Counterpoint: The Third-Party Ad Server Has A Big Future

megan-pagliuca“Data-Driven Thinking” is written by members of the media community and contains fresh ideas on the digital revolution in media.

Today’s column is by Megan Pagliuca, VP and GM for digital media at Merkle Inc. It was penned in response to Rob Griffin’s recent piece, “The Death of the Third-Party Ad Server.”  

Rob Griffin’s column on the future death of the ad server does not acknowledge that a targeting and measurement methodology dependent on a third-party cookie is fundamentally flawed.

With a better targeting and measurement methodology, the dynamics of the ecosystem will change, and the ad server will take on an even broader role. The ad servers, including Facebook’s Atlas and Google’s Doubleclick Campaign Manager (DCM), are driving the shift to tracking in a cross-device world using Facebook and Google logged in identity as the backbone.

To date, neither has been strong in either mobile or cross-device capabilities but, as they integrate identity, they have the potential to provide long-awaited salvation from inaccurate measurement that has prevented budgets from moving to mobile and digital overall.

Time spent in mobile has surpassed time spent in desktop, but since the third-party cookie is barely useful in tablet and mobile environments, reporting in attribution platforms, DMPs, DSPs and ad servers alike all massively undervalue the performance of those placements. The result of the defunct methodology is marketers are missing an enormous opportunity to reach consumers.  To Rob’s point, cross-device players like Tapad are innovating but there are three problems preventing cross-device ad tech startups from enabling budgets to move to mobile at scale.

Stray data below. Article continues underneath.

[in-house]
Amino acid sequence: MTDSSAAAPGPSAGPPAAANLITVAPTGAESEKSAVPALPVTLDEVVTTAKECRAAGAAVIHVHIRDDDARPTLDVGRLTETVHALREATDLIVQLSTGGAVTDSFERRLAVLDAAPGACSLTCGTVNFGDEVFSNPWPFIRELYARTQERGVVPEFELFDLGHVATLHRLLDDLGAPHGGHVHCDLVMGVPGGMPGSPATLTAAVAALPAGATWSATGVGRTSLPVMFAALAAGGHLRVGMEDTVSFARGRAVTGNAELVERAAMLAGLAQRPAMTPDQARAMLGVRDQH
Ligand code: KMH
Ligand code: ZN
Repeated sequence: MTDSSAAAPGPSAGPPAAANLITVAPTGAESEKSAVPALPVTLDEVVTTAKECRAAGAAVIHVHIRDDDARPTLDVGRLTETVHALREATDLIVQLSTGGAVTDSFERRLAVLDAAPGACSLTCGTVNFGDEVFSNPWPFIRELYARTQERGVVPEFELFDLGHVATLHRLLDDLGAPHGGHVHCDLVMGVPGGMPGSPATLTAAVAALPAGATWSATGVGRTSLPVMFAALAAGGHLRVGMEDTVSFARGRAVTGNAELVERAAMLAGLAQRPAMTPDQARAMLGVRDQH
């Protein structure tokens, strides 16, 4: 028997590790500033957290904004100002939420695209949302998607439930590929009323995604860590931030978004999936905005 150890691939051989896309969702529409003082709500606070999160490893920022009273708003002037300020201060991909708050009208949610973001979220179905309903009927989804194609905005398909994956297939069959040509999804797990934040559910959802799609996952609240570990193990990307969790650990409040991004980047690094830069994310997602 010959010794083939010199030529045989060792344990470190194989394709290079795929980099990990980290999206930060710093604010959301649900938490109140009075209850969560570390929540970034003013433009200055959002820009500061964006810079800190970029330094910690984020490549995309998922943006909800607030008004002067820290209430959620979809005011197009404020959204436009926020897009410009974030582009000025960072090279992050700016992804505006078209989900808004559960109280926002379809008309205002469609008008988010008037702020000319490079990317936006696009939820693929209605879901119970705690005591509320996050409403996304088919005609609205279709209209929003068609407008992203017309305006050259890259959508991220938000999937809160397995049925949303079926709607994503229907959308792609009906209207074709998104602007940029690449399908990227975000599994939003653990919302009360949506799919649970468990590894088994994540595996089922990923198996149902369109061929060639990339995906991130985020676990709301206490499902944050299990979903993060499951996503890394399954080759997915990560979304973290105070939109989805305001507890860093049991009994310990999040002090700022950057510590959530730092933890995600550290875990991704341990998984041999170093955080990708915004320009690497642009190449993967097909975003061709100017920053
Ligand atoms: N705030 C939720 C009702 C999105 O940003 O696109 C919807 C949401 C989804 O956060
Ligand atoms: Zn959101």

First, cross-platform vendors are not integrated into marketers’ system of record for measurement, budget allocation and billing, also known as the ad server. Second, there has been no industry standardization for counting, or industry certification for cross-device players. Third, some of these firms happen to be ad networks trying to drive larger budgets. They really could be generating their cross-device reporting out of thin air and marketers and agencies wouldn’t know the difference. We have seen Medialets fill a critical measurement and attribution gap as the only MRC-accredited mobile ad server, providing an independent and objective source of truth for mobile, while we not so patiently wait for a solve for cross-device.

The same concern applies to the leading ad servers, Atlas and DCM, as they are owned by the leading media platforms, Google and Facebook. Ideally we would want an independent player, providing the source of truth for measurement, budget allocation and billing. The challenge is that only the large media players have the scale of logged-in identity that is required to solve the measurement problem deterministically.

To create competitive advantage and influence consumer behavior, marketers must be able to target and measure at an individual level across devices.  The large media platforms with logged-in identity data are in the best position to enable individual level cross-device measurement as well as get the industry past its dependency on the third-party cookie. They may not be independent and objective, but they are well-positioned to solve the problem.

Now let’s play this out. It’s a year from now and Google and Facebook are operating their ad servers off of IDs that are derived from logged-in identity, rather than off of third-party cookies. I would be surprised if Twitter didn’t offer a competitive solution, too. There will be a new level of transparency in measurement, and reports on discrepancies between people vs. cookies will open the eyes of marketers on how flawed the third-party cookie approach has been.

An ad server, powered by the identity data, remains the single source of truth for cross-device measurement, enabling major budget shifts from TV and direct mail to mobile, tablet and desktop, accurately reflecting consumers’ time spent.